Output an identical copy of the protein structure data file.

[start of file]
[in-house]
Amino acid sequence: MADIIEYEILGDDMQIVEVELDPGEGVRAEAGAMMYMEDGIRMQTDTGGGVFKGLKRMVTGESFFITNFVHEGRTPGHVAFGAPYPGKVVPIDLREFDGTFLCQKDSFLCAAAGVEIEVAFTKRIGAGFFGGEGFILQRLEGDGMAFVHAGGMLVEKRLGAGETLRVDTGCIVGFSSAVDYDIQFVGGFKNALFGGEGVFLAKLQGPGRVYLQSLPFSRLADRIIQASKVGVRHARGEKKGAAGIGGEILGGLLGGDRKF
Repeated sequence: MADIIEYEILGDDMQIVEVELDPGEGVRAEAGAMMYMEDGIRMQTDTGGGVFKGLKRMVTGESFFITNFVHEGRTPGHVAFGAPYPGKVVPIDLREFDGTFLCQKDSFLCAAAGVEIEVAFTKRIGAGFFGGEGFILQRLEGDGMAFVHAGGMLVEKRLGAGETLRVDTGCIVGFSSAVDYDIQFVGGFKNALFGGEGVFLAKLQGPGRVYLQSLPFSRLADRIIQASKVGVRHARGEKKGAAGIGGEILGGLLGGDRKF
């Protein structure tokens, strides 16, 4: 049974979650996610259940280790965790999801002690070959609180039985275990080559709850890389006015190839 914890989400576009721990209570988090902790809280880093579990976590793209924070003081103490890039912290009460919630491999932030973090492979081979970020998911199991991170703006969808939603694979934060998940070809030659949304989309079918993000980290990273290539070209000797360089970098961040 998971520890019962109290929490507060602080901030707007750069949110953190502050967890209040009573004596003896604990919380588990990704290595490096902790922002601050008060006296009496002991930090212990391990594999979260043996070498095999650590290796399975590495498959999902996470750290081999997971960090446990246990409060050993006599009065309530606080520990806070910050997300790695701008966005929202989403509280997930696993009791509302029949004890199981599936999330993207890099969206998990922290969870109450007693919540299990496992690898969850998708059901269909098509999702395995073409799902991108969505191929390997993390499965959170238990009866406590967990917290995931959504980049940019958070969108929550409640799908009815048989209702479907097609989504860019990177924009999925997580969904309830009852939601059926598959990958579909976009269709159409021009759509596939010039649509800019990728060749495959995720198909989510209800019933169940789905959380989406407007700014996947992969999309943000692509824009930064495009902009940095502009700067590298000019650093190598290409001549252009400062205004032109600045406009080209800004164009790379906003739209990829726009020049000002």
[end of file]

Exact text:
[in-house]
Amino acid sequence: MADIIEYEILGDDMQIVEVELDPGEGVRAEAGAMMYMEDGIRMQTDTGGGVFKGLKRMVTGESFFITNFVHEGRTPGHVAFGAPYPGKVVPIDLREFDGTFLCQKDSFLCAAAGVEIEVAFTKRIGAGFFGGEGFILQRLEGDGMAFVHAGGMLVEKRLGAGETLRVDTGCIVGFSSAVDYDIQFVGGFKNALFGGEGVFLAKLQGPGRVYLQSLPFSRLADRIIQASKVGVRHARGEKKGAAGIGGEILGGLLGGDRKF
Repeated sequence: MADIIEYEILGDDMQIVEVELDPGEGVRAEAGAMMYMEDGIRMQTDTGGGVFKGLKRMVTGESFFITNFVHEGRTPGHVAFGAPYPGKVVPIDLREFDGTFLCQKDSFLCAAAGVEIEVAFTKRIGAGFFGGEGFILQRLEGDGMAFVHAGGMLVEKRLGAGETLRVDTGCIVGFSSAVDYDIQFVGGFKNALFGGEGVFLAKLQGPGRVYLQSLPFSRLADRIIQASKVGVRHARGEKKGAAGIGGEILGGLLGGDRKF
């Protein structure tokens, strides 16, 4: 049974979650996610259940280790965790999801002690070959609180039985275990080559709850890389006015190839 914890989400576009721990209570988090902790809280880093579990976590793209924070003081103490890039912290009460919630491999932030973090492979081979970020998911199991991170703006969808939603694979934060998940070809030659949304989309079918993000980290990273290539070209000797360089970098961040 998971520890019962109290929490507060602080901030707007750069949110953190502050967890209040009573004596003896604990919380588990990704290595490096902790922002601050008060006296009496002991930090212990391990594999979260043996070498095999650590290796399975590495498959999902996470750290081999997971960090446990246990409060050993006599009065309530606080520990806070910050997300790695701008966005929202989403509280997930696993009791509302029949004890199981599936999330993207890099969206998990922290969870109450007693919540299990496992690898969850998708059901269909098509999702395995073409799902991108969505191929390997993390499965959170238990009866406590967990917290995931959504980049940019958070969108929550409640799908009815048989209702479907097609989504860019990177924009999925997580969904309830009852939601059926598959990958579909976009269709159409021009759509596939010039649509800019990728060749495959995720198909989510209800019933169940789905959380989406407007700014996947992969999309943000692509824009930064495009902009940095502009700067590298000019650093190598290409001549252009400062205004032109600045406009080209800004164009790379906003739209990829726009020049000002």